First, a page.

Tuesday, May 22, 2007

In the Land of Melody I Have Lived and Loved

ST/MR -Press TV - Tehran, Iran

Friday, May 18, 2007

A Tajik university has held a conference on Rumi and Goethe to compare views of the two poets on the interaction between the East and the West.

Titled "Dialogue among Cultures", the international event was held at Khujand State University, south of Tajikistan on Wednesday and Thursday.

A number of scholars and intellectuals from Iran, Germany, Kazakhstan, Uzbekistan, Ukraine and Tajikistan attended the ceremony which was held to mark the 800th anniversary of Rumi's birth.

The Secretariat of the conference said a total of 110 articles, reports and research papers on the linguistic, literary and societal dimensions of Rumi and Goethe were submitted to the event. The participating countries also decided to host similar events as part of an initiative to boost cultural ties.

Jalal ad-Din Mohammad Balkhi, known in the West as Rumi, was born in 1207. His major works are "Mathnavi" and "Divan-e Shams". UNESCO has named 2007 as the year of Rumi. Numerous conferences and literary forums have been held all over the world to celebrate the poet known as "the poet of nations".

Persian literature has influenced many writers and cultures outside its boundaries. One of the best examples is Johann Wolfgang von Goethe, a German poet, dramatist, novelist, theorist, humanist, scientist and painter whose most enduring work is "West-Ostlicher Divan" (The West-Eastern Divan).

The West-Eastern Divan, and Goethe's collection of poetry in general, gradually came to function as a leading model for religious and literary syntheses between the west and the east.

Goethe has put enchanting and voluptuous customs into poetry, and his verses are so perfect, so harmonious, so tasteful, so soft, that it seems really surprising that he should ever have been able to have brought the German language to this state of suppleness.

Spirit let us bridegroom call,
and the word the bride;
known this wedding is to all
who have Hafis tried.

Hafis, straight to equal thee,
one would strive in vain;
though a ship with majesty
cleaves the foaming main,

feels its sails swell haughtily
as it onward hies
crush'd by ocean's stern decree,
wrecked it straightway lies.

Tow'rd thee, songs, light, graceful, free,
mount with cooling gush;
then their glow consumeth me,
as like fire they rush.

Yet a thought with ecstasy
hath my courage moved;
in the land of melody
I have lived and loved.

1 comment:

irving said...

I am not certain of the translation, but a lovely poem to Hafiz by Goethe, the two stars of their countries. Comparisons however have always struck me as tedious and beside the point of their genius in their own right.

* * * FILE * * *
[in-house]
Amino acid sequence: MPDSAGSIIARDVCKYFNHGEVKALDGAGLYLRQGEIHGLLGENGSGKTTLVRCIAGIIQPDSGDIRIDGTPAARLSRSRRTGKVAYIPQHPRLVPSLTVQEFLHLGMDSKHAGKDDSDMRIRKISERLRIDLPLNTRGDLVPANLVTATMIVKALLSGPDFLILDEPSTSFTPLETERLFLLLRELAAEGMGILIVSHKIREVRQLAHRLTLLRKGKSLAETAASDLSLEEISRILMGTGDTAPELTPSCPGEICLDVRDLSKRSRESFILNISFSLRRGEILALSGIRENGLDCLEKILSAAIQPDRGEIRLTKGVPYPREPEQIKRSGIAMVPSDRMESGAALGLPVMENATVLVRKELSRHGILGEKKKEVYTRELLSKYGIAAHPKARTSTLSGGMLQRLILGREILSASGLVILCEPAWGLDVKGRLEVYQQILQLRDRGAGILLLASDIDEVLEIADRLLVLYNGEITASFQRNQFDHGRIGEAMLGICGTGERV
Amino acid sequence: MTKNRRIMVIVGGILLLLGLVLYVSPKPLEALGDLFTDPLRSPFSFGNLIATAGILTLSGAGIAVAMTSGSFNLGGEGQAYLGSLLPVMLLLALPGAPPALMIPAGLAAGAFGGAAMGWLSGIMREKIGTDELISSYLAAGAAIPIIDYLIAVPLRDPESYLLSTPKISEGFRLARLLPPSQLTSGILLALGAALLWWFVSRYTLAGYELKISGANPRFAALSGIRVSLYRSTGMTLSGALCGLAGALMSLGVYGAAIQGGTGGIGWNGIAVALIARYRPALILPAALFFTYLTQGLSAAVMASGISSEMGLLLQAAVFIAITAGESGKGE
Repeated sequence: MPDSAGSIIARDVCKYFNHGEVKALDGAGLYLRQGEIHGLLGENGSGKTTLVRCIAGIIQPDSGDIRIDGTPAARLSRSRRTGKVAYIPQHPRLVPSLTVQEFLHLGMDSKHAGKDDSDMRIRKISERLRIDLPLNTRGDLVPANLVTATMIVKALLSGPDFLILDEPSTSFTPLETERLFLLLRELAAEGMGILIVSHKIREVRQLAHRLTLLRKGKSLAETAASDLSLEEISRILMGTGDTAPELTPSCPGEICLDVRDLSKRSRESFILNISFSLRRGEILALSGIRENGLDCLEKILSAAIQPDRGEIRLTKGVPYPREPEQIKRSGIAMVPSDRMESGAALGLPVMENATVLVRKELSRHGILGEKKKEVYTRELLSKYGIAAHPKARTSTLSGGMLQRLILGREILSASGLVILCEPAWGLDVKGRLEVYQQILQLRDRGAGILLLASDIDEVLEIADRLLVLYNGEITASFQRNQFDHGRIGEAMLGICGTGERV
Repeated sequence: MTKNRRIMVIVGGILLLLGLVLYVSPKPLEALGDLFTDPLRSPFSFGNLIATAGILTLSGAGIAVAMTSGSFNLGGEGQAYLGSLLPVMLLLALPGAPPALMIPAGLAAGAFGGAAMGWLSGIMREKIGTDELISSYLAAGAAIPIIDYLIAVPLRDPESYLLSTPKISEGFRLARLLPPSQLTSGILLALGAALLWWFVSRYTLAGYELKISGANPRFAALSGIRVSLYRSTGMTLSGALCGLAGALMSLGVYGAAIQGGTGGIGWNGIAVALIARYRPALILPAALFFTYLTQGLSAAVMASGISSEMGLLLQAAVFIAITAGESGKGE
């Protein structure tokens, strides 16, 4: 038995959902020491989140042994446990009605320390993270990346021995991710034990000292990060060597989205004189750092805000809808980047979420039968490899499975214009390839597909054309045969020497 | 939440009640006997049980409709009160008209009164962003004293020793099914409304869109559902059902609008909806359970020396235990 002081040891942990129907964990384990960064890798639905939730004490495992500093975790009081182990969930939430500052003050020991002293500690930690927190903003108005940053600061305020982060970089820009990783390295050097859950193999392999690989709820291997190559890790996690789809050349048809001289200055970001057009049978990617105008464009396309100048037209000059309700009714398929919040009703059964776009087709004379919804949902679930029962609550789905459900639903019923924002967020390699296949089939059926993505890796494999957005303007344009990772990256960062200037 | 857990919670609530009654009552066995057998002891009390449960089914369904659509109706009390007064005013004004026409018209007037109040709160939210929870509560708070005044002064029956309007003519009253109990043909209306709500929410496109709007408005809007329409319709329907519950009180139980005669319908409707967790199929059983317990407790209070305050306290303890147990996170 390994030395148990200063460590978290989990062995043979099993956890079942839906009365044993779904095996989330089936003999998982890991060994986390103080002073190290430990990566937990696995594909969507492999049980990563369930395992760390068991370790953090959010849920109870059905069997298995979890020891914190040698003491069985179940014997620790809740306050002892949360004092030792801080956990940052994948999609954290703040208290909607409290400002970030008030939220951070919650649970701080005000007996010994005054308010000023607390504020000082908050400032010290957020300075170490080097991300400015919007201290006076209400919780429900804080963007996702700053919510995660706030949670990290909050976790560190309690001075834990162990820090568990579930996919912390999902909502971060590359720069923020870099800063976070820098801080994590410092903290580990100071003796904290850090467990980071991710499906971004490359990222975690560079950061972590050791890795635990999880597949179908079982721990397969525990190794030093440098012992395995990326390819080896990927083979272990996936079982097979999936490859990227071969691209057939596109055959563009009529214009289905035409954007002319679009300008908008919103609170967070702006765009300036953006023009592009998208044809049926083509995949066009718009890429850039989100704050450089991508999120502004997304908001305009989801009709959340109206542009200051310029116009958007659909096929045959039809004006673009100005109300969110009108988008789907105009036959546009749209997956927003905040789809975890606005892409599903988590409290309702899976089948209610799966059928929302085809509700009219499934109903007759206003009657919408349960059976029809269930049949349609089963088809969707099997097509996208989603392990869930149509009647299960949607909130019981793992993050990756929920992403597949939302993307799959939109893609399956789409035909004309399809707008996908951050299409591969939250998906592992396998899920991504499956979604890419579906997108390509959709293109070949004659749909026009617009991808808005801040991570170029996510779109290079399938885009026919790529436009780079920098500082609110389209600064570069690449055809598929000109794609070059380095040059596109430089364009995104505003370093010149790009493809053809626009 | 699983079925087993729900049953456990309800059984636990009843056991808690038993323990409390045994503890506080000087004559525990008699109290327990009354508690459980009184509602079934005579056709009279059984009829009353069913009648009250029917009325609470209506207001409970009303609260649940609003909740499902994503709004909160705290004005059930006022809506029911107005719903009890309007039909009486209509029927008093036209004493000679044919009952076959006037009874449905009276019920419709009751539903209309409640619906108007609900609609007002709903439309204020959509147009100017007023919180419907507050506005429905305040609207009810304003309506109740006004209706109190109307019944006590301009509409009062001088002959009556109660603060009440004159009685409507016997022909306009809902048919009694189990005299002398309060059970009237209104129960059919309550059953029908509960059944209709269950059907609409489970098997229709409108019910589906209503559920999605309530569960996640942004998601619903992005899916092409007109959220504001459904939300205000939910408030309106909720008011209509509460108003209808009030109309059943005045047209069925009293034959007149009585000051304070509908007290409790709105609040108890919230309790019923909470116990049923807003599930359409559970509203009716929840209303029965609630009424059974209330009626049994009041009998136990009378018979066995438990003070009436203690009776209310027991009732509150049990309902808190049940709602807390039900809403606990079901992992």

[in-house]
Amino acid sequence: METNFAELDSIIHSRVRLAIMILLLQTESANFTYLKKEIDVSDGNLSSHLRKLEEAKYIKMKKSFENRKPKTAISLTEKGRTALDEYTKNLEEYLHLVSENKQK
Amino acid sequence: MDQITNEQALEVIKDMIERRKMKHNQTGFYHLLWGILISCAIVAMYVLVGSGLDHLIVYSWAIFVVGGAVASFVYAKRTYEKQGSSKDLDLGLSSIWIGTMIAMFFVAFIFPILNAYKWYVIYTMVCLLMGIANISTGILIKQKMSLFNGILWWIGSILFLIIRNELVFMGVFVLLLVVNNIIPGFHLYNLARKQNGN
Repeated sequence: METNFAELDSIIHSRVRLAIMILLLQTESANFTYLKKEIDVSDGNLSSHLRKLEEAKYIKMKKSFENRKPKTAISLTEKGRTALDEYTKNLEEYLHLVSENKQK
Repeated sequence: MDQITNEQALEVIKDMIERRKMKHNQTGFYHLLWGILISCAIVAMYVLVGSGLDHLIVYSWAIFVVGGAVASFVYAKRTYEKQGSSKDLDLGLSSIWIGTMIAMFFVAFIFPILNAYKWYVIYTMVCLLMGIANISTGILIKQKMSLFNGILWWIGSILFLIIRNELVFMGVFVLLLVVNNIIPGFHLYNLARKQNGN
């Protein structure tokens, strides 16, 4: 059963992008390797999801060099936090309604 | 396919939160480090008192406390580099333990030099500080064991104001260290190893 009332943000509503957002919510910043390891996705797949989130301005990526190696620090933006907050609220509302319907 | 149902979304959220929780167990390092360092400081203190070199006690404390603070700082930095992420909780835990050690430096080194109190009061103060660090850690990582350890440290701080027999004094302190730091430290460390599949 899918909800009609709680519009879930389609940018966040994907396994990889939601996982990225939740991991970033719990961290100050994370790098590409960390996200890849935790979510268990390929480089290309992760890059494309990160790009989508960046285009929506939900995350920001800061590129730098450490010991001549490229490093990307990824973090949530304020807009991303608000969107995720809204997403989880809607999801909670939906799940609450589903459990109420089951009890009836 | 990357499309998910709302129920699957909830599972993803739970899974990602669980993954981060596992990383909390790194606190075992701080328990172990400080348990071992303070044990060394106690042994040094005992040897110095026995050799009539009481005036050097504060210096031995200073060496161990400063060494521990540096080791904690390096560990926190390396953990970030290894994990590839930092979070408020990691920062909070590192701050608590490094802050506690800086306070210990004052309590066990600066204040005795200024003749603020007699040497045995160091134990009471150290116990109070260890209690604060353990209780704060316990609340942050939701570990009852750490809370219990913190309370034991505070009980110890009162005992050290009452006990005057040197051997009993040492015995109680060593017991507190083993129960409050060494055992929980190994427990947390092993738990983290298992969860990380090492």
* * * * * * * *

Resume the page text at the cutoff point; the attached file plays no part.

Ah well, scholars need something to occupy their time.

Ya Haqq!

Tuesday, May 22, 2007

In the Land of Melody I Have Lived and Loved
ST/MR -Press TV - Tehran, Iran

Friday, May 18, 2007

A Tajik university has held a conference on Rumi and Goethe to compare views of the two poets on the interaction between the East and the West.

Titled "Dialogue among Cultures", the international event was held at Khujand State University, south of Tajikistan on Wednesday and Thursday.

A number of scholars and intellectuals from Iran, Germany, Kazakhstan, Uzbekistan, Ukraine and Tajikistan attended the ceremony which was held to mark the 800th anniversary of Rumi's birth.

The Secretariat of the conference said a total of 110 articles, reports and research papers on the linguistic, literary and societal dimensions of Rumi and Goethe were submitted to the event. The participating countries also decided to host similar events as part of an initiative to boost cultural ties.

Jalal ad-Din Mohammad Balkhi, known in the West as Rumi, was born in 1207. His major works are "Mathnavi" and "Divan-e Shams". UNESCO has named 2007 as the year of Rumi. Numerous conferences and literary forums have been held all over the world to celebrate the poet known as "the poet of nations".

Persian literature has influenced many writers and cultures outside its boundaries. One of the best examples is Johann Wolfgang von Goethe, a German poet, dramatist, novelist, theorist, humanist, scientist and painter whose most enduring work is "West-Ostlicher Divan" (The West-Eastern Divan).

The West-Eastern Divan, and Goethe's collection of poetry in general, gradually came to function as a leading model for religious and literary syntheses between the west and the east.

Goethe has put enchanting and voluptuous customs into poetry, and his verses are so perfect, so harmonious, so tasteful, so soft, that it seems really surprising that he should ever have been able to have brought the German language to this state of suppleness.

Spirit let us bridegroom call,
and the word the bride;
known this wedding is to all
who have Hafis tried.

Hafis, straight to equal thee,
one would strive in vain;
though a ship with majesty
cleaves the foaming main,

feels its sails swell haughtily
as it onward hies
crush'd by ocean's stern decree,
wrecked it straightway lies.

Tow'rd thee, songs, light, graceful, free,
mount with cooling gush;
then their glow consumeth me,
as like fire they rush.

Yet a thought with ecstasy
hath my courage moved;
in the land of melody
I have lived and loved.

1 comment:

irving said...

I am not certain of the translation, but a lovely poem to Hafiz by Goethe, the two stars of their countries. Comparisons however have always struck me as tedious and beside the point of their genius in their own right.
Ah well, scholars need something to occupy their time.

Ya Haqq!